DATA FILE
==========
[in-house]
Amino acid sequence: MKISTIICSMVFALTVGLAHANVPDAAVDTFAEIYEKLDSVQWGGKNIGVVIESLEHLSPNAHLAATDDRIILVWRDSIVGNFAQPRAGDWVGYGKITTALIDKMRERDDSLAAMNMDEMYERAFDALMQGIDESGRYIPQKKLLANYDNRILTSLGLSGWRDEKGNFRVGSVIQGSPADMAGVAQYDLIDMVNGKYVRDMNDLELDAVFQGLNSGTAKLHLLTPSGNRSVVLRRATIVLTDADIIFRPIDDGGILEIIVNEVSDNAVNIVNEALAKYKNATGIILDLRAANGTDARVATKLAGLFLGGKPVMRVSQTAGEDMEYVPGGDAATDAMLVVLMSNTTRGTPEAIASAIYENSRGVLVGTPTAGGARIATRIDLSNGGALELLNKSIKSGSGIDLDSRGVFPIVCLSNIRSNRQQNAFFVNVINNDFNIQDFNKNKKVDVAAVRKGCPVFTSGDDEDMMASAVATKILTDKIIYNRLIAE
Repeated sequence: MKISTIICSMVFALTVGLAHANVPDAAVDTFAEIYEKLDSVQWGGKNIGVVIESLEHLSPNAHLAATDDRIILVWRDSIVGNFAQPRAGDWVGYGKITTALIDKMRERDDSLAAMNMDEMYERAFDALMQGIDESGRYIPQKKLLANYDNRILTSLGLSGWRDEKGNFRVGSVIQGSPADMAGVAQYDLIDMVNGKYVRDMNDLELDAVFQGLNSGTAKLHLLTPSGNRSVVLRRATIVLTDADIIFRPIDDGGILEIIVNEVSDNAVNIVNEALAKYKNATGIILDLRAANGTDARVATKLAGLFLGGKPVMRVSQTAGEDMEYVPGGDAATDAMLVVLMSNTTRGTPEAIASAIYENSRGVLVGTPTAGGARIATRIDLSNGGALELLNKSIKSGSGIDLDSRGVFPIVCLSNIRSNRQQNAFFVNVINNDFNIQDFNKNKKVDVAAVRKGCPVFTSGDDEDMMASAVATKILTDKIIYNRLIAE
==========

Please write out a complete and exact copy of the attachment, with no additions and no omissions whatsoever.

[in-house]
Amino acid sequence: MKISTIICSMVFALTVGLAHANVPDAAVDTFAEIYEKLDSVQWGGKNIGVVIESLEHLSPNAHLAATDDRIILVWRDSIVGNFAQPRAGDWVGYGKITTALIDKMRERDDSLAAMNMDEMYERAFDALMQGIDESGRYIPQKKLLANYDNRILTSLGLSGWRDEKGNFRVGSVIQGSPADMAGVAQYDLIDMVNGKYVRDMNDLELDAVFQGLNSGTAKLHLLTPSGNRSVVLRRATIVLTDADIIFRPIDDGGILEIIVNEVSDNAVNIVNEALAKYKNATGIILDLRAANGTDARVATKLAGLFLGGKPVMRVSQTAGEDMEYVPGGDAATDAMLVVLMSNTTRGTPEAIASAIYENSRGVLVGTPTAGGARIATRIDLSNGGALELLNKSIKSGSGIDLDSRGVFPIVCLSNIRSNRQQNAFFVNVINNDFNIQDFNKNKKVDVAAVRKGCPVFTSGDDEDMMASAVATKILTDKIIYNRLIAE
Repeated sequence: MKISTIICSMVFALTVGLAHANVPDAAVDTFAEIYEKLDSVQWGGKNIGVVIESLEHLSPNAHLAATDDRIILVWRDSIVGNFAQPRAGDWVGYGKITTALIDKMRERDDSLAAMNMDEMYERAFDALMQGIDESGRYIPQKKLLANYDNRILTSLGLSGWRDEKGNFRVGSVIQGSPADMAGVAQYDLIDMVNGKYVRDMNDLELDAVFQGLNSGTAKLHLLTPSGNRSVVLRRATIVLTDADIIFRPIDDGGILEIIVNEVSDNAVNIVNEALAKYKNATGIILDLRAANGTDARVATKLAGLFLGGKPVMRVSQTAGEDMEYVPGGDAATDAMLVVLMSNTTRGTPEAIASAIYENSRGVLVGTPTAGGARIATRIDLSNGGALELLNKSIKSGSGIDLDSRGVFPIVCLSNIRSNRQQNAFFVNVINNDFNIQDFNKNKKVDVAAVRKGCPVFTSGDDEDMMASAVATKILTDKIIYNRLIAE